James’s readers were enduring financial difficulty. They had been dispersed from their homeland and were socially and economically disadvantaged (Jas 1:1). In the midst of this difficulty, interpersonal relationships were strained. Having such conflict from without, the church in view could hardly endure if they did not have peace within—and this was James’s primary concern in chs. 3-5. From the storyline of Scripture, James understood God’s jealousy for His people and God’s ability to intervene in their difficulty at just the right time.
(1) In Jas 4:6, James quoted Prov 3:34 as a basis for commanding his readers to humble themselves before the Lord. James saw in Prov 3:34, “He mocks those who mock, but gives grace to the humble,” both warning and promise. If his readers walked in pride, God would oppose them; if they humbled themselves before the Lord, they would find Divine aid. James stated that the mature course of action was to submit to God’s providential care and resist the satanic temptation to be selfish (Jas 4:7-10). From this humble posture, one would be much more hesitant to judge a brother—which, according to James, was the same as judging the law (Jas 4:11-12).
(2) In Jas 5:11, James called his readers to consider God’s faithfulness to Job and endure their trials just as Job endured his trials. In Job 1-2, Job suffered the loss of property, family, and friends. After cycles of dialogue with Eliphaz, Bildad, Zophar, and Elihu, in which Job complained and lamented God’s justice, the Lord revealed Himself to Job. Job was speechless before the Lord and had no further complaint (Job 42:1-6). The Lord told Job to pray for his friends, the ones who had abused him. When Job did, the Lord restored Job’s fortunes and the latter portion of Job’s life was blessed more than his days that preceded his trials (Job 42:10-15). James wanted his readers to recall Job 42:10-15 and endure in hope that God would do for them what He did for Job. “The Lord is very compassionate and merciful,” James said (Jas 5:11b).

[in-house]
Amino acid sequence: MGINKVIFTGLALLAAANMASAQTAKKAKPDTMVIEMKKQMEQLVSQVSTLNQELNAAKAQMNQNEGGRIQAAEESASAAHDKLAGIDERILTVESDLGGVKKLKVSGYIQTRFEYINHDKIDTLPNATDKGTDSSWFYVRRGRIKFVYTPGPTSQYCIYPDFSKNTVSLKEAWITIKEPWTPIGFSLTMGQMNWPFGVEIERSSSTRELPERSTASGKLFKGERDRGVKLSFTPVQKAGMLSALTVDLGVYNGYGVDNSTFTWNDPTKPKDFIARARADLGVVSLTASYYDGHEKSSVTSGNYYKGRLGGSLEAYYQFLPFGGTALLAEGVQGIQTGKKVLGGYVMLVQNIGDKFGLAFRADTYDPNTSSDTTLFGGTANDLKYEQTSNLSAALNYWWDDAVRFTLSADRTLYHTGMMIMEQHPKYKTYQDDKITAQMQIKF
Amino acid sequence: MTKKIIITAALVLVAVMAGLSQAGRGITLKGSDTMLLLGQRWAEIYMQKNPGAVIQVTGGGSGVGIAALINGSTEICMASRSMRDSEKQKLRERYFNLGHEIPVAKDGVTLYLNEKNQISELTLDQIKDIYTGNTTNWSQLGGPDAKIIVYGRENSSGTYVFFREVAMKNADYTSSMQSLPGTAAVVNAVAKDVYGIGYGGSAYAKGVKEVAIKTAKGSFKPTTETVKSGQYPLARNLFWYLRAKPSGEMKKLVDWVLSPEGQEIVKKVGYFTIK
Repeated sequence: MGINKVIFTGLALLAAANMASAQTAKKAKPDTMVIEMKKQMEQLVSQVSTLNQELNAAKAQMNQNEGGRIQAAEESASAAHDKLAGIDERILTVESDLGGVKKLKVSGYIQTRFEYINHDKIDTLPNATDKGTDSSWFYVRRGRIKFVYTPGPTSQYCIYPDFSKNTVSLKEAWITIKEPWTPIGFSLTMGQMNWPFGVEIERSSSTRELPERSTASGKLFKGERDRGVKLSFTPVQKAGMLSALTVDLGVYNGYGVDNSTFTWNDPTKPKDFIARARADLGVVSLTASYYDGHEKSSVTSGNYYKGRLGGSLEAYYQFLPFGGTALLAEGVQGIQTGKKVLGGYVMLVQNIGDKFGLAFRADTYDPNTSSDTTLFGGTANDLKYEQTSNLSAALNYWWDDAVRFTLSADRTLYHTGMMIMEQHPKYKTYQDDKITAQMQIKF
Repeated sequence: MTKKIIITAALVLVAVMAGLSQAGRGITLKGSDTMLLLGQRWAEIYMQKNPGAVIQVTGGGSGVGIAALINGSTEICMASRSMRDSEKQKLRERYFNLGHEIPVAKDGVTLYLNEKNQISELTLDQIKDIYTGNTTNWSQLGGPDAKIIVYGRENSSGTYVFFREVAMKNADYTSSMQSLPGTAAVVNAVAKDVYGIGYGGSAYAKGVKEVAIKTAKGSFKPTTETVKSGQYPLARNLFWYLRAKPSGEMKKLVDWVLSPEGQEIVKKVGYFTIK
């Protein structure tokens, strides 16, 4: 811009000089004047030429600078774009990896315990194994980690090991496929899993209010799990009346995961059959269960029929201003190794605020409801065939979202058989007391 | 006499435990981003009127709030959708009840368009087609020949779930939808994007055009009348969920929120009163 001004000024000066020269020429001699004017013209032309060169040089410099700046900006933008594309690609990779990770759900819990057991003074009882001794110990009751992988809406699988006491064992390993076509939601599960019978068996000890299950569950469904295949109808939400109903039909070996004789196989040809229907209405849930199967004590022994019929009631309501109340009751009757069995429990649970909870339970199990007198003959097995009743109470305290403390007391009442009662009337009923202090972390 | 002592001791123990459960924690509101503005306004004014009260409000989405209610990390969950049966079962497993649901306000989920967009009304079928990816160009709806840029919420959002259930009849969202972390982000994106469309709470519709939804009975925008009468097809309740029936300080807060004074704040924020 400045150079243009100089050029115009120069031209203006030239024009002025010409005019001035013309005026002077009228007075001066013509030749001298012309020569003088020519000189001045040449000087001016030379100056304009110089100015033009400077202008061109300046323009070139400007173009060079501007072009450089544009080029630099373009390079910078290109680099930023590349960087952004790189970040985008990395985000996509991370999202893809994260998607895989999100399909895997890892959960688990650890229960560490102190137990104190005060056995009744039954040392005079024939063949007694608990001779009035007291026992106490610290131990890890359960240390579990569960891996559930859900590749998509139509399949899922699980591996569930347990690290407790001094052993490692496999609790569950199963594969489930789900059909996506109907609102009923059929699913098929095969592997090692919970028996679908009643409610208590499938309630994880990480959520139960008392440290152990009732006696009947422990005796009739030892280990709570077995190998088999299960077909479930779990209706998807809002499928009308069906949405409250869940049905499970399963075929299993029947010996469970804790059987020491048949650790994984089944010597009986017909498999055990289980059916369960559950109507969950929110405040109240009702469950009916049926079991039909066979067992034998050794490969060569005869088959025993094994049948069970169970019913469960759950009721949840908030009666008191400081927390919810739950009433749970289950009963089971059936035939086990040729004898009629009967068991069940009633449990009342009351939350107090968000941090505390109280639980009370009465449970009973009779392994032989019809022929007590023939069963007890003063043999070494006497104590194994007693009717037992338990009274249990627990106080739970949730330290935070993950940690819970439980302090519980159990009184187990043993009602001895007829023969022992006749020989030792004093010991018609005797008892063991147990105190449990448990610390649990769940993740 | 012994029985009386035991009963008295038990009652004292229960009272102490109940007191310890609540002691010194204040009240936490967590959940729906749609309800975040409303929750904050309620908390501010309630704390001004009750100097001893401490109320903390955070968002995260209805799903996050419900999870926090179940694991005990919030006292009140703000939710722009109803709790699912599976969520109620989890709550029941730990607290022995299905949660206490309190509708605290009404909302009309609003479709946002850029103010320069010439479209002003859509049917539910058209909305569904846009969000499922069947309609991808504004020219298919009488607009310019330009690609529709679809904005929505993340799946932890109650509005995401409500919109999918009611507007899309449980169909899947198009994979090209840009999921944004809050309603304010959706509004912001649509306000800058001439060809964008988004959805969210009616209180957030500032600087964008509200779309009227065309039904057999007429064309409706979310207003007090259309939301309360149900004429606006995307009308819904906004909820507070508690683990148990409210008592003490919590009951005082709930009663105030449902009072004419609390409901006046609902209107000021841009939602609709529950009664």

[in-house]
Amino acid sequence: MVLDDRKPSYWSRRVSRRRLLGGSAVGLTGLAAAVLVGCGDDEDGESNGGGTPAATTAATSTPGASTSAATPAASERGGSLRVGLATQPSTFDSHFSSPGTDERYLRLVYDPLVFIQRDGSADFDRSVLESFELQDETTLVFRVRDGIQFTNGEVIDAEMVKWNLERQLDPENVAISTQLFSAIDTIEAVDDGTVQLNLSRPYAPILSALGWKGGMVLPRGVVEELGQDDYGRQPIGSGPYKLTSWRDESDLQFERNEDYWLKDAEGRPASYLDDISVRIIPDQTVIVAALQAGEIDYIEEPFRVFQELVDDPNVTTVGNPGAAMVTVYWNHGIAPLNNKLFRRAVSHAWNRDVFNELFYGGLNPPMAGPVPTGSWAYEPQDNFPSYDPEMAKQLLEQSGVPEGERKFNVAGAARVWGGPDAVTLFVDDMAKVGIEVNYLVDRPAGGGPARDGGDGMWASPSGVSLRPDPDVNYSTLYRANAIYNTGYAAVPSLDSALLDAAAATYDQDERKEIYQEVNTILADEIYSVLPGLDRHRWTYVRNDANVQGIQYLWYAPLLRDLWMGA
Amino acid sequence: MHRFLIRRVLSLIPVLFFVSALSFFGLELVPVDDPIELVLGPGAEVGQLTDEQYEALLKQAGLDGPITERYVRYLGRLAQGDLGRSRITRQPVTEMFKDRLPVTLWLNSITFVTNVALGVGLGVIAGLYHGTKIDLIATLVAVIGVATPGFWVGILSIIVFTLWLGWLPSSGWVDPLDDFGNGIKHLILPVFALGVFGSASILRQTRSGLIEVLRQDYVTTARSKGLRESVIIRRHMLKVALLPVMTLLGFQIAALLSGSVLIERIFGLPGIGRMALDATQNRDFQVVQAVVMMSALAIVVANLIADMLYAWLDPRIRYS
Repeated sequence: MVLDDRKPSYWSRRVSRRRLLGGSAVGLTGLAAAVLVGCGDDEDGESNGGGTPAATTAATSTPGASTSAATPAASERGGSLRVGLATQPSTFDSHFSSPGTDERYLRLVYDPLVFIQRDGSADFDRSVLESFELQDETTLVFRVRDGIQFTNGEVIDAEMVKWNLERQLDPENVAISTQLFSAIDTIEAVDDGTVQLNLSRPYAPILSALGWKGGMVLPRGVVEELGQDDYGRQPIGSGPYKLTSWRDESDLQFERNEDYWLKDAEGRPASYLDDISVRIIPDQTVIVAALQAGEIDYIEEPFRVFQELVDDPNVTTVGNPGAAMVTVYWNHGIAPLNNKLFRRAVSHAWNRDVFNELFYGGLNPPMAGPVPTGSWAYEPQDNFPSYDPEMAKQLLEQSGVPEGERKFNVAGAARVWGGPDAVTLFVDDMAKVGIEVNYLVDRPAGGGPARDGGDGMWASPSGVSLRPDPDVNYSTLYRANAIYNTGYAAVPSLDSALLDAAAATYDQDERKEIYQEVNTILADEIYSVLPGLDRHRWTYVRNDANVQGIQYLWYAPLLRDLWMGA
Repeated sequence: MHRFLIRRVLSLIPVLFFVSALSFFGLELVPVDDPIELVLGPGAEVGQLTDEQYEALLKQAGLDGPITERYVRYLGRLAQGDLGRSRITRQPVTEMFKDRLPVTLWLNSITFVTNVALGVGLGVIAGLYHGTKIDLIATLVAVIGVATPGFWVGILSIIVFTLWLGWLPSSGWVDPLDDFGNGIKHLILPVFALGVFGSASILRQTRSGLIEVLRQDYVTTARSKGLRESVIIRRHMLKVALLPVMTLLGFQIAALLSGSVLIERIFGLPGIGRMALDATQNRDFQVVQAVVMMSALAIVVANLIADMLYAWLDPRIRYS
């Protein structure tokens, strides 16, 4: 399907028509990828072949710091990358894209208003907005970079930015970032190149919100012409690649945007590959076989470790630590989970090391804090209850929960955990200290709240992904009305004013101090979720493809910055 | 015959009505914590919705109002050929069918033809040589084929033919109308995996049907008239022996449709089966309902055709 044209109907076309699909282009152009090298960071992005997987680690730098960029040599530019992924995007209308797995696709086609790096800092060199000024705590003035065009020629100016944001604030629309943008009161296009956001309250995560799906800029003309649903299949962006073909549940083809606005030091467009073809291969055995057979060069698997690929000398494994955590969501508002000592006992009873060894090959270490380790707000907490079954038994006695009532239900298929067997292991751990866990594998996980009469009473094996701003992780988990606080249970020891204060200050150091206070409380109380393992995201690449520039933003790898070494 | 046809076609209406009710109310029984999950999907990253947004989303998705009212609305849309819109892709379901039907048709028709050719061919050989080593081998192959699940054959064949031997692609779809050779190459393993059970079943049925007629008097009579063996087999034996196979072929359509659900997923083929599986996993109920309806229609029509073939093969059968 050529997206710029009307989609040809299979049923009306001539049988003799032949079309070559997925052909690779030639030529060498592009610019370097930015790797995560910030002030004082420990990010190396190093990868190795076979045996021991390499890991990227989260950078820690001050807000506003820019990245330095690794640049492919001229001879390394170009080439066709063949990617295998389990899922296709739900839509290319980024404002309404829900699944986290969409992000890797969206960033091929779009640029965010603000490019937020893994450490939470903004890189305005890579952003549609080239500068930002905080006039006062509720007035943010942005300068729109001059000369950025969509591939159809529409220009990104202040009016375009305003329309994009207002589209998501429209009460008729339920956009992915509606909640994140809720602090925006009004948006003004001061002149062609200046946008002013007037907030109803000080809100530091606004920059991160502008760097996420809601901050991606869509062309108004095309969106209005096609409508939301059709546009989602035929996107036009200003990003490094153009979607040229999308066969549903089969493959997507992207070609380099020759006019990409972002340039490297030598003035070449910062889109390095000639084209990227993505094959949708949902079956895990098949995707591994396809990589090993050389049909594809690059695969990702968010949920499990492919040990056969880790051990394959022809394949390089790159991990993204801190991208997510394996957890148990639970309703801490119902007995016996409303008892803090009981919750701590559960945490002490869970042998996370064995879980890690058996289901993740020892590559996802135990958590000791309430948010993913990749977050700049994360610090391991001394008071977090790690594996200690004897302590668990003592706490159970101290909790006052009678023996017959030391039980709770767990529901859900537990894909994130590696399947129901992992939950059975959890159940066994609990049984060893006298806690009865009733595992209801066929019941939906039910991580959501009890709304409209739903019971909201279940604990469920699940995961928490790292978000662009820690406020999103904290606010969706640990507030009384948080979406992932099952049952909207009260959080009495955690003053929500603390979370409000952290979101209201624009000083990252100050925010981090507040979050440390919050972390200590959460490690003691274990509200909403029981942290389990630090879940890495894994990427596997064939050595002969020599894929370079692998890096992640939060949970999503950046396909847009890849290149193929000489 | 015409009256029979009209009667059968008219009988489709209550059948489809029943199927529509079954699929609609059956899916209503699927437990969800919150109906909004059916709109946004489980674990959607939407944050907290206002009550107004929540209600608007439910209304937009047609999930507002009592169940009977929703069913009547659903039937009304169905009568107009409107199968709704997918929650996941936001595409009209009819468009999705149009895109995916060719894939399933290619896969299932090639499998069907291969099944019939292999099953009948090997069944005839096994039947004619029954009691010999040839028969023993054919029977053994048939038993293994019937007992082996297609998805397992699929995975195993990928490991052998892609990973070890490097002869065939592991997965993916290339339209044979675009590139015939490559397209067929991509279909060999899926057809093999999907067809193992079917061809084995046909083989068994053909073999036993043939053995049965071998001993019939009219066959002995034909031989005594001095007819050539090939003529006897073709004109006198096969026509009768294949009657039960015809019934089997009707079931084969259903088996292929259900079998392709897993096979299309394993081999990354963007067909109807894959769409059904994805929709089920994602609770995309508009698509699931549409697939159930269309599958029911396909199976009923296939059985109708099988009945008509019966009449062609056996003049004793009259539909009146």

(3) In Jas 5:17-18, James reminded his audience that that though Elijah was a man like them, his prayers were effective to cause drought and rain. During the administration of wicked King Ahab of Israel, the Lord raised up Elijah as a prophet. Elijah pronounced that no rain would fall in Israel except at his word (1 Kgs 17:1). Elijah’s prophecy reflected Moses’ statement that God would withhold rain from the land if Israel persisted in idolatry (Deut 11:16-17). During the drought, Elijah and the prophets of Baal met on Mount Carmel. There the Lord showed His supremacy over the prophets of Baal by sending fire upon the altar that Elijah had built, consuming the sacrifice and the water that Elijah poured on it (1 Kgs 17:38). Elijah immediately prophesied to Ahab that rain was on the way (1 Kgs 18:41). James wanted his readers to know that they too could pray boldly, reminding them, “Elijah was a man with a nature like ours” (Jas 2:17). The congregation needed to gather and pray in faith that the Lord would heal the sick both physically and spiritually.